UK Government Open Source Strategy

The UK Cabinet Office has defined a policy on the use of open source software. 1Tech is assisting UK government in adopting this policy.


The policy states that the consideration of use of open source software should follow that:


  • UK Government will consider OSS solutions alongside proprietary ones in IT procurements. Contracts will be awarded on a value for money basis.
  • UK Government will only use products for interoperability that support open standards and specifications in all future IT developments.
  • UK Government will seek to avoid lock-in to proprietary IT products and services.
  • UK Government will consider obtaining full rights to bespoke software code or customisations of COTS (Commercial Off The Shelf) software it procures wherever this achieves best value for money.
  • Publicly funded R&D projects which aim to produce software outputs shall specify a proposed software exploitation route at the start of the project. At the completion of the project, the software shall be exploited either commercially or within an academic community or as OSS.


1Tech have been involved in helping UK government to define the justification of Open Source Spftware. The justification for adopting this policy is as follows:


  • There is a need to always procure a solution that gives value for money. This may be an OSS solution, or a proprietary one, or a mixture of both. Decisions should be made on a case by case basis.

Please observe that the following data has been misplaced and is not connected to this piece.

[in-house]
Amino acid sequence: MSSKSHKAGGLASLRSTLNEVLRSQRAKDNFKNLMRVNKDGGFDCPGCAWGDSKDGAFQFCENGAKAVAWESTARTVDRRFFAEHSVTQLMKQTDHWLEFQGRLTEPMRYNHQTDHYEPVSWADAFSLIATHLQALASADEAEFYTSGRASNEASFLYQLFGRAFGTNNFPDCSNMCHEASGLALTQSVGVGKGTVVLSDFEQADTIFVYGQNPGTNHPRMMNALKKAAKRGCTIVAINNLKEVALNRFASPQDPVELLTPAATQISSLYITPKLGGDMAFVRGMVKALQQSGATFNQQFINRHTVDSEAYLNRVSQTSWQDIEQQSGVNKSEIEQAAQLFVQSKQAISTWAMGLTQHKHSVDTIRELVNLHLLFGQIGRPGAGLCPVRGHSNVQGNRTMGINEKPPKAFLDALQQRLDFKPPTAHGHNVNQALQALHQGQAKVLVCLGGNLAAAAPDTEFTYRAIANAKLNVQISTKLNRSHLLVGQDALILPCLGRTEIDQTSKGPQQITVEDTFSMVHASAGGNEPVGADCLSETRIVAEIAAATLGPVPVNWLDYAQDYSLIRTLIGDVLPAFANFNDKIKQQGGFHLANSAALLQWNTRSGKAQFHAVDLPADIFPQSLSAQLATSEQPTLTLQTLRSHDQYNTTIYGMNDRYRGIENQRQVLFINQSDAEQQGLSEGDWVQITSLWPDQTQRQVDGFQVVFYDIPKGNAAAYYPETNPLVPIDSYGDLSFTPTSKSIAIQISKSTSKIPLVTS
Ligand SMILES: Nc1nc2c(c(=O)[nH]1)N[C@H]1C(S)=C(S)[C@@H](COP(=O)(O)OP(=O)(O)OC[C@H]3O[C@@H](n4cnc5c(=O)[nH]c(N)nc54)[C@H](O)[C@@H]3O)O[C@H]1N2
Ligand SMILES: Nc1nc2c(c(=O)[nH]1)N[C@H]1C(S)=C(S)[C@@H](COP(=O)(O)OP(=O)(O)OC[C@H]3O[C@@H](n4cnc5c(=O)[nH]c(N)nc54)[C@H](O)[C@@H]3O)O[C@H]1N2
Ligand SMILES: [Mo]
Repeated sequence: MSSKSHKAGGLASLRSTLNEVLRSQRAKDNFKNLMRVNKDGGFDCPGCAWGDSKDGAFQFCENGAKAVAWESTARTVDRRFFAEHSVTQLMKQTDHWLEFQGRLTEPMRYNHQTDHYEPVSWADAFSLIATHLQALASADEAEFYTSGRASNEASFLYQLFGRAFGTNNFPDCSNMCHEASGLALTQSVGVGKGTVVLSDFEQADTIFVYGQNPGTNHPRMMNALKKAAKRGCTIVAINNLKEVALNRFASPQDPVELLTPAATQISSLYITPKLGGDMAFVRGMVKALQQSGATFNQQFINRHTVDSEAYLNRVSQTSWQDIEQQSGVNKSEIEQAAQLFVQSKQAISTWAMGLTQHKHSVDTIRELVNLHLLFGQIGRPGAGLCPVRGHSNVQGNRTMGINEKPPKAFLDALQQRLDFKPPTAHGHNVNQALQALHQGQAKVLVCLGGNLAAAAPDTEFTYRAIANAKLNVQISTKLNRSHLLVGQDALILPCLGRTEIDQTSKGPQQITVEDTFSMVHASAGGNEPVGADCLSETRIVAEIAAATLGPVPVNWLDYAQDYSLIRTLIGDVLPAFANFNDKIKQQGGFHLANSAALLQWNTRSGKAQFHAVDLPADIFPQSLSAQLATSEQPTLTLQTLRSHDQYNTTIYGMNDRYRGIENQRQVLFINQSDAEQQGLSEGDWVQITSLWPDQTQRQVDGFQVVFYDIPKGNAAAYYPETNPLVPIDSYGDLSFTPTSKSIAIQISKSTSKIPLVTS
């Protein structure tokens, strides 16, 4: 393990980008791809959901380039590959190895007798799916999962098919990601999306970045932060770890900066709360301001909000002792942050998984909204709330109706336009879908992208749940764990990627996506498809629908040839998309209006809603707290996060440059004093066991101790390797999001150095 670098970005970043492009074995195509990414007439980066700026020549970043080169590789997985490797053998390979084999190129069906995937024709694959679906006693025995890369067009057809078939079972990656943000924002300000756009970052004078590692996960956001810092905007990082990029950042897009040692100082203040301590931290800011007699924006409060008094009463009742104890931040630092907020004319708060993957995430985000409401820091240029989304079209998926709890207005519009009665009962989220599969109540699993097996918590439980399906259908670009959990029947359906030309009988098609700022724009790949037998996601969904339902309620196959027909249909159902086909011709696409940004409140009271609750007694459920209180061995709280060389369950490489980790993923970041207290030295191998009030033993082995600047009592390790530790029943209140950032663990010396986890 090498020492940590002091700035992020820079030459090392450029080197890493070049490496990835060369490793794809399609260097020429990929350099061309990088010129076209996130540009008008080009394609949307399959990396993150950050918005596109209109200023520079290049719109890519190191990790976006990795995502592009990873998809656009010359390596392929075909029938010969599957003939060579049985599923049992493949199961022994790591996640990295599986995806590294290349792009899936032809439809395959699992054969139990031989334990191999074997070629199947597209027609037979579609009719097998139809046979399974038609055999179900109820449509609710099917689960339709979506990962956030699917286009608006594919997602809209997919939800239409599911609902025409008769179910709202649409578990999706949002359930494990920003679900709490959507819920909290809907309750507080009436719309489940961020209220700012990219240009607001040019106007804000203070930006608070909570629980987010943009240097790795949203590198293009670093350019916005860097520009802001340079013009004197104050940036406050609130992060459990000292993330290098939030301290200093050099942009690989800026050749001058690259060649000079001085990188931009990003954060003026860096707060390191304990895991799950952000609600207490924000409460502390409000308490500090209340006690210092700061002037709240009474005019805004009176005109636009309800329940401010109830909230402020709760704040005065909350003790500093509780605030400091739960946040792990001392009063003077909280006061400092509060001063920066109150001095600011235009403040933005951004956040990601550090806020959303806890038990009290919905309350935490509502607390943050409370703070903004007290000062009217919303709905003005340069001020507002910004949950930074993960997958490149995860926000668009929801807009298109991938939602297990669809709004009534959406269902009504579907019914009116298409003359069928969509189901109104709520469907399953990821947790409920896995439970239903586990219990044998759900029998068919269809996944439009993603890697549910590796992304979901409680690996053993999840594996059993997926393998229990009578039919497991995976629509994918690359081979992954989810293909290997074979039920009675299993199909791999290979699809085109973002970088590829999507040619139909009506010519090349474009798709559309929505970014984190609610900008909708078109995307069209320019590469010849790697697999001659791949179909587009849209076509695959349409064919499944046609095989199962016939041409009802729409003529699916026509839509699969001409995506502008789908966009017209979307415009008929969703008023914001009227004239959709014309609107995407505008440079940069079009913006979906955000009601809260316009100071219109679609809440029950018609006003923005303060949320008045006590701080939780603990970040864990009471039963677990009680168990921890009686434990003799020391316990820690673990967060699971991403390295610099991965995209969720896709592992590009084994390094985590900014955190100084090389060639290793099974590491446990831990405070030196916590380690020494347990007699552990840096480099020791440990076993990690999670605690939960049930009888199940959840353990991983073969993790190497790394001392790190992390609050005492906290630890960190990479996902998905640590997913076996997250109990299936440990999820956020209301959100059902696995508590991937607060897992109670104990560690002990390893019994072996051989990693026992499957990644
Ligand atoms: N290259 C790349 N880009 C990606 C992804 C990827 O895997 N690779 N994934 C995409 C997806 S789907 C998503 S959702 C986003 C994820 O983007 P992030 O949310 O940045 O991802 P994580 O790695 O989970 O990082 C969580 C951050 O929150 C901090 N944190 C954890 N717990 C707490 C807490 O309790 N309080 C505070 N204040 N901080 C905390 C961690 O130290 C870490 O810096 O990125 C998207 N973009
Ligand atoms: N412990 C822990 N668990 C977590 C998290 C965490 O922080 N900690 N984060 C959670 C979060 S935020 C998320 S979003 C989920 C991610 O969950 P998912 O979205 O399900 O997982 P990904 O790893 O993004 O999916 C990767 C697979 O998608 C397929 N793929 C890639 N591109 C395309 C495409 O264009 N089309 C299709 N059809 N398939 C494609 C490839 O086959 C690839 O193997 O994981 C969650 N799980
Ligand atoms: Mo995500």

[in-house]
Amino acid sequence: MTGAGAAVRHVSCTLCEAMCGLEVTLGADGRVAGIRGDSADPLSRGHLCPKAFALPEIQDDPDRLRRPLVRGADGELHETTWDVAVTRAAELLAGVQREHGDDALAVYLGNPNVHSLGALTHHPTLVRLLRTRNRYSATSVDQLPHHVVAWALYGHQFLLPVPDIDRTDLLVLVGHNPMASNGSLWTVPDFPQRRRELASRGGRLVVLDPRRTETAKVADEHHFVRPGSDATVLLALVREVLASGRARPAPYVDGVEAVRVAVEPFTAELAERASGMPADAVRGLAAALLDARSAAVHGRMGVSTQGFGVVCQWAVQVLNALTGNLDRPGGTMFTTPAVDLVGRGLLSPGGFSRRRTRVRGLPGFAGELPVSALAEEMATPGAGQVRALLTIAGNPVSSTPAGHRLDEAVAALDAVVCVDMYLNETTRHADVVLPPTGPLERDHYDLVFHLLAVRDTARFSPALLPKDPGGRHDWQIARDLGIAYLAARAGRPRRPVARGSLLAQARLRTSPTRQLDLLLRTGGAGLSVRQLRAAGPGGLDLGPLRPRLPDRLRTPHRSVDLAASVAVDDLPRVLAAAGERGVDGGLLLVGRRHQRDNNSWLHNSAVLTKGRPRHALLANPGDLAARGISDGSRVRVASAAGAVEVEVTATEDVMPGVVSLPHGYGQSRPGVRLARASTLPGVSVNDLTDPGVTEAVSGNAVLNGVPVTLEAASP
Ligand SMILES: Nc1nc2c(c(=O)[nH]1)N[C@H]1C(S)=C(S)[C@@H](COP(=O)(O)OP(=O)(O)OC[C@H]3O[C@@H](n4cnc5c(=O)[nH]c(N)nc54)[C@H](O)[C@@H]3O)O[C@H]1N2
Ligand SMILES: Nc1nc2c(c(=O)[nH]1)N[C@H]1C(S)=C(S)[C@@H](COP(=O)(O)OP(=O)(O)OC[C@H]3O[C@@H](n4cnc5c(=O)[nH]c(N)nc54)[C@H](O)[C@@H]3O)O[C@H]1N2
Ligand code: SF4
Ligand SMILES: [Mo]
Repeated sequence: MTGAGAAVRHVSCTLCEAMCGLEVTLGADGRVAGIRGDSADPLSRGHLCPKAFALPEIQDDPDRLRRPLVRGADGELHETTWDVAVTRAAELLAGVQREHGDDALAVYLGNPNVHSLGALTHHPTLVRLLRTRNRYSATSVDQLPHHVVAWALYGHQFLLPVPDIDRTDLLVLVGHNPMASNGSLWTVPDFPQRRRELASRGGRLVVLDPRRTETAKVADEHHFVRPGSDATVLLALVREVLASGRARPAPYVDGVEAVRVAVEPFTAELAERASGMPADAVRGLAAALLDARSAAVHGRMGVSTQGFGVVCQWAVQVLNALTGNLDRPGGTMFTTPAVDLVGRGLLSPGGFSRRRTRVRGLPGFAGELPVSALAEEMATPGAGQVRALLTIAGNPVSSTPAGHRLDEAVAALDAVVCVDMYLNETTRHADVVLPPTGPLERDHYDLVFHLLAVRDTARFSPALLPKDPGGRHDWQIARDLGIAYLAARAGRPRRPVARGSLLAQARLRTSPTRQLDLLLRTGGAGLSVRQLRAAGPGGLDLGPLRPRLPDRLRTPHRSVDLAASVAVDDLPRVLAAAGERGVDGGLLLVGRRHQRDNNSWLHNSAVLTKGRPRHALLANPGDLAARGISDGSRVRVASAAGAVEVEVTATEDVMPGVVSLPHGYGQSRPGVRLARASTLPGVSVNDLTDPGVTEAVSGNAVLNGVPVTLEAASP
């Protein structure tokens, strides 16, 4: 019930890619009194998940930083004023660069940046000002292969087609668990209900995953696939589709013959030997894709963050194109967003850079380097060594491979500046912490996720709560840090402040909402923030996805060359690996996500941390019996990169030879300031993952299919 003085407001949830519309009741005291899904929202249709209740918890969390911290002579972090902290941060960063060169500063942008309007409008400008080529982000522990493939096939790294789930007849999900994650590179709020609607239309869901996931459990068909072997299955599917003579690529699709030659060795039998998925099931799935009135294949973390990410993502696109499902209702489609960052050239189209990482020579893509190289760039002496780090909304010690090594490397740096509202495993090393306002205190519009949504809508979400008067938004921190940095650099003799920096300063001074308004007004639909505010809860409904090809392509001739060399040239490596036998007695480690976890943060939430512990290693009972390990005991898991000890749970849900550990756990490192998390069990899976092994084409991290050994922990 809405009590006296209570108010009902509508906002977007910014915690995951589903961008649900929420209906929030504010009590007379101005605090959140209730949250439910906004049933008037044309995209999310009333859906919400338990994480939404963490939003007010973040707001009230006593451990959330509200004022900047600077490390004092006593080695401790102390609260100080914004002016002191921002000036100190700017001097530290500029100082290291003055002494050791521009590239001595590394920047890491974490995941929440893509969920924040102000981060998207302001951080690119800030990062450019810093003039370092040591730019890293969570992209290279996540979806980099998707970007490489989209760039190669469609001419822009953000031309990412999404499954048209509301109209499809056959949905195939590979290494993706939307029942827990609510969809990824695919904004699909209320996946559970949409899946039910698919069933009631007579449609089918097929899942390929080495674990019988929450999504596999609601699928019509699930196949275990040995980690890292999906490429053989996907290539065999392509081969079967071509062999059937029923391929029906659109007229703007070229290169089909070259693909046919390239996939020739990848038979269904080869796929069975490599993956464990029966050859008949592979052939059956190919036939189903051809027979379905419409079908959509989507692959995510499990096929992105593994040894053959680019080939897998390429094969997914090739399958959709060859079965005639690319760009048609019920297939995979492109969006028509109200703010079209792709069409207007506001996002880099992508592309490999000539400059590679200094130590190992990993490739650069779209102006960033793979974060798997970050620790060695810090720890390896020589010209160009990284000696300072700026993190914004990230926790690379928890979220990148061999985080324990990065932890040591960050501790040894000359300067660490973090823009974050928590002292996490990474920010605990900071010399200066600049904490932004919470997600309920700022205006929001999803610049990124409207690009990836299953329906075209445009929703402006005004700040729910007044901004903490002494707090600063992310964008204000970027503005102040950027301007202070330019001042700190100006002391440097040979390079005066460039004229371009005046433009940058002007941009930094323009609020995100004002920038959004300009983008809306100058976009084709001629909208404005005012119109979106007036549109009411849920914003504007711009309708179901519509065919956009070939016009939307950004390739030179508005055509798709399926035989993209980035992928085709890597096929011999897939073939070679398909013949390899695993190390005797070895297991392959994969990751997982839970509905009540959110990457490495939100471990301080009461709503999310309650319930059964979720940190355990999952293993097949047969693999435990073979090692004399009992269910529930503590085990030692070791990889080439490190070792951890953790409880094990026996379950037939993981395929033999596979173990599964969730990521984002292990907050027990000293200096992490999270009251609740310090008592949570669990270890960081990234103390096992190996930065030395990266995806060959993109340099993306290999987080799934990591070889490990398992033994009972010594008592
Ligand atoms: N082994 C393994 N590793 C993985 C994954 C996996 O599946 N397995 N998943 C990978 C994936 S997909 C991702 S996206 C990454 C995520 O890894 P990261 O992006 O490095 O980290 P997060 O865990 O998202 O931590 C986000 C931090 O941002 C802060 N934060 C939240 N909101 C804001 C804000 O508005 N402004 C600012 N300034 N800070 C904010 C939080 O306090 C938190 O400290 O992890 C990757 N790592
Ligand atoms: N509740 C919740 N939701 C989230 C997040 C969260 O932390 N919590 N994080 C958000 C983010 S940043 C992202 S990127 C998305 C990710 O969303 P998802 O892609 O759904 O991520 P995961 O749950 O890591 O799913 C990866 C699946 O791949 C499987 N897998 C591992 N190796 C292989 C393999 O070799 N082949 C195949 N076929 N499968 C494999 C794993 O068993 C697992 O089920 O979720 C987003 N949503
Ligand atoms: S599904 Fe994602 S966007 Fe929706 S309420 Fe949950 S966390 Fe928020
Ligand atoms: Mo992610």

• There is a need to ensure that interoperability of systems is provided and maintained. The e-GIF is mandated across the public sector and compliance with that is essential to the provision of e-services and joined-up Government.
  • Every effort should be made to reduce the cost and risk to government systems. Adopting this policy helps achieve that by:
    • acquiring best value for money solutions
    • removing the reliance on individual IT suppliers
    • providing more flexibility in the development, enhancement and integration of systems
    • vesting the ownership of bespoke and tailored software code with Government where this offers value for money.
  • Security of government systems is vital. Properly configured OSS can be at least as secure as proprietary systems and OSS is currently subject to fewer Internet attacks. A balance needs to be struck between the availability of security administration skills and the advantages of many diverse systems.
  • There is a need to maximise returns on and benefits from public investment in publicly funded R&D software. The policy helps achieve this through the focus on and requirement for the exploitation of software outputs.